As an assistant professor of art at The University of Texas at Tyler, Dewane Hughes considers himself more of a maker than an artist.
“I never took an art class until my sophomore year in college,” Hughes said. “I was the kind of person who was drawn towards the creative element. I think of myself as somebody who’s just a maker of things.”
Finishing his second year at UT Tyler, Hughes said he enjoys the creativity.
“This position here gives me an opportunity to focus more on sculpture. And everyone here, they are all very appreciative of what my colleagues and I am doing on campus,” Hughes said.
Using various materials for his sculptures, whether it is wood, metal, neon lights or plastic, Hughes’ work is definitely known by his use of components.
“You may have a specific idea on what you want to build, but I remain really open to a dialogue with the material,” Hughes said. “Your mind wanders down a different path, or you’re refining the idea. I like the idea that art can be something that is a spectacle, the way a carnival is a spectacle.”
The “spectacle” he is most associated with, Hughes says, would be the one in the R. Don Cowan Fine and Performing Arts Center, created to celebrate its 10-year anniversary.
“It’s eye-catching. It took about three-and-a-half weeks of pretty extensive labor. I presented some sketches dealing with the idea of celebrating. I used imagines of machines and industrial equipment and mixed those sorts of icons together. There’s a celebratory appeal every time you go see a production there. But I also thought, ‘What really goes on over there?’ There is a whole of machine work, a whole lot of labor. I thought that was a pretty in-depth metaphor.”
But that’s not how his work came to be known around campus, Hughes explained.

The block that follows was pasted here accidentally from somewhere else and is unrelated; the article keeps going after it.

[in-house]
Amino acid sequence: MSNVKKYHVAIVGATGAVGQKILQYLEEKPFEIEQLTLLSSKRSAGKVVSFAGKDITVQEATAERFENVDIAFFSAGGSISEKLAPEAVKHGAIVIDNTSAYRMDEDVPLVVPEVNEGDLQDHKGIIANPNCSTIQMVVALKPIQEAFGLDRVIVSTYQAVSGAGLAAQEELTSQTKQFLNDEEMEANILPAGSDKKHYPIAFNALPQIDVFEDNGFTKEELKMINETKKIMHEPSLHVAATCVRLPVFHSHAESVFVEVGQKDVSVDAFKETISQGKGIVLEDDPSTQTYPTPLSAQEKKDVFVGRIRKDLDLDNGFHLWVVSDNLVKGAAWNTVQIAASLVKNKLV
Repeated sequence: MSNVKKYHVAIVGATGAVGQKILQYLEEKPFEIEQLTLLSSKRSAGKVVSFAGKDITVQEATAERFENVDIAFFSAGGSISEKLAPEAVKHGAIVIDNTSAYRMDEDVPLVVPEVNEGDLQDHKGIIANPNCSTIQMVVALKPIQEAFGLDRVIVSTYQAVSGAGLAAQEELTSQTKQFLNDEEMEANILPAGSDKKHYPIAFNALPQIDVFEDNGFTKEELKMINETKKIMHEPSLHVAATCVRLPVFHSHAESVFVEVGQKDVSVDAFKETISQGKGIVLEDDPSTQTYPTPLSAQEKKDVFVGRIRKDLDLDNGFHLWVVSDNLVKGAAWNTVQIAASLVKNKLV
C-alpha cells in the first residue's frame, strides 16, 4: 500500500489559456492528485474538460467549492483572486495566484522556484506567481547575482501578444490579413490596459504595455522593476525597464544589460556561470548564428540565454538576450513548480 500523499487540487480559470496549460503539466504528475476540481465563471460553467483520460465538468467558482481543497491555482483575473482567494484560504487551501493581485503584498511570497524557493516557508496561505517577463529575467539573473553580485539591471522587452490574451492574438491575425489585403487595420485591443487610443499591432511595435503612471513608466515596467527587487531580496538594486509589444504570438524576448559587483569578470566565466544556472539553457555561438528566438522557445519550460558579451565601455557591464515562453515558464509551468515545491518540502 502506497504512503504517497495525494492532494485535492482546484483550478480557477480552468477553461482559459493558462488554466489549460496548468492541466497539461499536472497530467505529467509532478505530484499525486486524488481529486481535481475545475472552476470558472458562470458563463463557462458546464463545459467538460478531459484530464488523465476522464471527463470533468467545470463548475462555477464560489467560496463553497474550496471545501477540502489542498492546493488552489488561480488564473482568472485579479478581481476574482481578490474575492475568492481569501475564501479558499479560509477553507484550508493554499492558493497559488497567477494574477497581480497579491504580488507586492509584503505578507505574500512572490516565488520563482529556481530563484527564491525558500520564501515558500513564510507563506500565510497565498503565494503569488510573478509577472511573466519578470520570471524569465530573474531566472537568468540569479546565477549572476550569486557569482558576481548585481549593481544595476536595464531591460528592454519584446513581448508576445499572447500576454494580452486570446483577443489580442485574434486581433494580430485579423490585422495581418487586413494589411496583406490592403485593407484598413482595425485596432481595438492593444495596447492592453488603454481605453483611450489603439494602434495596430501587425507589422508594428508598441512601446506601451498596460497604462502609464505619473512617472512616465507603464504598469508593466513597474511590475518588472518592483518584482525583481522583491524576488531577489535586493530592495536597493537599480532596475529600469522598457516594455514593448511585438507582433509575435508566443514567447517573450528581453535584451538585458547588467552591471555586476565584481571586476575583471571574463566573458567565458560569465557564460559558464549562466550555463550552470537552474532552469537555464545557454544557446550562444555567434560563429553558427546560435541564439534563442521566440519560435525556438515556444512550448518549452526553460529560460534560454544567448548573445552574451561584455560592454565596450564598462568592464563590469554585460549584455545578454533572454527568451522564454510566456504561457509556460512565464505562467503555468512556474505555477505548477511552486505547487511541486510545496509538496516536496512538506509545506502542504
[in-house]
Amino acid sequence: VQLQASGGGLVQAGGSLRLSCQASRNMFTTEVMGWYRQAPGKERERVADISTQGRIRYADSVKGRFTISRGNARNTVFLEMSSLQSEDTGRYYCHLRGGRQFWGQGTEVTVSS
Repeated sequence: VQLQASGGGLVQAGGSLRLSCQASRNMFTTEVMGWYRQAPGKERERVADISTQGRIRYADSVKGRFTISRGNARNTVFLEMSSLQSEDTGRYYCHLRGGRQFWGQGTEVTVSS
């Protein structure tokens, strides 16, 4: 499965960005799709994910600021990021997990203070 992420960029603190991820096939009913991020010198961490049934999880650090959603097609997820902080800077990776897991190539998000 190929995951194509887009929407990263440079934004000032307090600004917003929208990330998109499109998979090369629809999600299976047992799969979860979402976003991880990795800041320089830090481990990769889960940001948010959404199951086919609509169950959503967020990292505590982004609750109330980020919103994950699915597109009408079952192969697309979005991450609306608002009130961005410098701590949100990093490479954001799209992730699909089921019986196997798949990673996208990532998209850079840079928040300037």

“I presented a piece in the art faculty show when I got here,” Hughes said. “Dr. (Richard) Osborn came to the show and he saw it and liked it, and I said, ‘Your office would be a great place to put that,’ and so he did. The next thing I knew, I had pieces in the conference room, the president’s office and the executive conference room.”
Hughes current project on campus will be for the UT Tyler Robert Muntz Library.
“It will incorporate light, but it will also incorporate motion,” Hughes said. “I thought, ‘What is a library?’ Well, it’s a giant house of all this information … It’s just how I view information and what’s important to me.”
Hughes said he hopes his students take away lasting ideas with them.
“I ask my students at the end of the day, ‘Did you make something? Did you build something?’ It’s all about building things, making things, taking things apart and putting things back together.”
One of the 15 campuses of the UT System, UT Tyler offers excellence in teaching, research, artistic performance and community service. More than 70 undergraduate and graduate degrees are available at UT Tyler, which has an enrollment of nearly 6,000 high-ability students at its campuses in Tyler, Longview and Palestine.